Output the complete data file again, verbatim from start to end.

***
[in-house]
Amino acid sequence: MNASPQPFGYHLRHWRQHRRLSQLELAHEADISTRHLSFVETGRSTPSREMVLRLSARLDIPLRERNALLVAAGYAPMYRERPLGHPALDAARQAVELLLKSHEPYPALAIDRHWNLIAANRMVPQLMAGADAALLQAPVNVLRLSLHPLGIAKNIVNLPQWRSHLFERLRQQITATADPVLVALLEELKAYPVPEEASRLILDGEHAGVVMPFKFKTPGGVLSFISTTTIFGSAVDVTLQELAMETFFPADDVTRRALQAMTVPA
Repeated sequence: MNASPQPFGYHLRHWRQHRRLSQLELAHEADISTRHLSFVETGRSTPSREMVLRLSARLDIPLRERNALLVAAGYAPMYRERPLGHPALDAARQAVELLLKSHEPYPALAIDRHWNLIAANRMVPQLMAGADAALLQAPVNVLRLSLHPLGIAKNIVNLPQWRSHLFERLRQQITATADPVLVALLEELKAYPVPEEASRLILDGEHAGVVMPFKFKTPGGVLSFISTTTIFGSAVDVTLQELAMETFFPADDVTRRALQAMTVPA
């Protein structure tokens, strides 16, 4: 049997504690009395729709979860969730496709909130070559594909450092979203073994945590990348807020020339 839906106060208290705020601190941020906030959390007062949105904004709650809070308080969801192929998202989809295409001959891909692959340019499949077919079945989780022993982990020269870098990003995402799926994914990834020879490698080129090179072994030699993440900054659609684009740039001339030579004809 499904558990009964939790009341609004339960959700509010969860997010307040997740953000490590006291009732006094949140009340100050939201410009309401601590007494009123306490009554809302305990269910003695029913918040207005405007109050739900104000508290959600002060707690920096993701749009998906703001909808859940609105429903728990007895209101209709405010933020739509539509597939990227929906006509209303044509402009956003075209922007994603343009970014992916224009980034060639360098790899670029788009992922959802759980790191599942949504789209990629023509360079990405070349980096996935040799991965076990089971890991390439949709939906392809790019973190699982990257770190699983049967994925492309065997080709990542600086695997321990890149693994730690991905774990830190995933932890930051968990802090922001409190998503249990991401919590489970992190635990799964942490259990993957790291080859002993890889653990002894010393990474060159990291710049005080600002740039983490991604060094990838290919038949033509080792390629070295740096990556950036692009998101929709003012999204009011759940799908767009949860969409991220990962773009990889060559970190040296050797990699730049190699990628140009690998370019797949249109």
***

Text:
[in-house]
Amino acid sequence: MNASPQPFGYHLRHWRQHRRLSQLELAHEADISTRHLSFVETGRSTPSREMVLRLSARLDIPLRERNALLVAAGYAPMYRERPLGHPALDAARQAVELLLKSHEPYPALAIDRHWNLIAANRMVPQLMAGADAALLQAPVNVLRLSLHPLGIAKNIVNLPQWRSHLFERLRQQITATADPVLVALLEELKAYPVPEEASRLILDGEHAGVVMPFKFKTPGGVLSFISTTTIFGSAVDVTLQELAMETFFPADDVTRRALQAMTVPA
Repeated sequence: MNASPQPFGYHLRHWRQHRRLSQLELAHEADISTRHLSFVETGRSTPSREMVLRLSARLDIPLRERNALLVAAGYAPMYRERPLGHPALDAARQAVELLLKSHEPYPALAIDRHWNLIAANRMVPQLMAGADAALLQAPVNVLRLSLHPLGIAKNIVNLPQWRSHLFERLRQQITATADPVLVALLEELKAYPVPEEASRLILDGEHAGVVMPFKFKTPGGVLSFISTTTIFGSAVDVTLQELAMETFFPADDVTRRALQAMTVPA
């Protein structure tokens, strides 16, 4: 049997504690009395729709979860969730496709909130070559594909450092979203073994945590990348807020020339 839906106060208290705020601190941020906030959390007062949105904004709650809070308080969801192929998202989809295409001959891909692959340019499949077919079945989780022993982990020269870098990003995402799926994914990834020879490698080129090179072994030699993440900054659609684009740039001339030579004809 499904558990009964939790009341609004339960959700509010969860997010307040997740953000490590006291009732006094949140009340100050939201410009309401601590007494009123306490009554809302305990269910003695029913918040207005405007109050739900104000508290959600002060707690920096993701749009998906703001909808859940609105429903728990007895209101209709405010933020739509539509597939990227929906006509209303044509402009956003075209922007994603343009970014992916224009980034060639360098790899670029788009992922959802759980790191599942949504789209990629023509360079990405070349980096996935040799991965076990089971890991390439949709939906392809790019973190699982990257770190699983049967994925492309065997080709990542600086695997321990890149693994730690991905774990830190995933932890930051968990802090922001409190998503249990991401919590489970992190635990799964942490259990993957790291080859002993890889653990002894010393990474060159990291710049005080600002740039983490991604060094990838290919038949033509080792390629070295740096990556950036692009998101929709003012999204009011759940799908767009949860969409991220990962773009990889060559970190040296050797990699730049190699990628140009690998370019797949249109």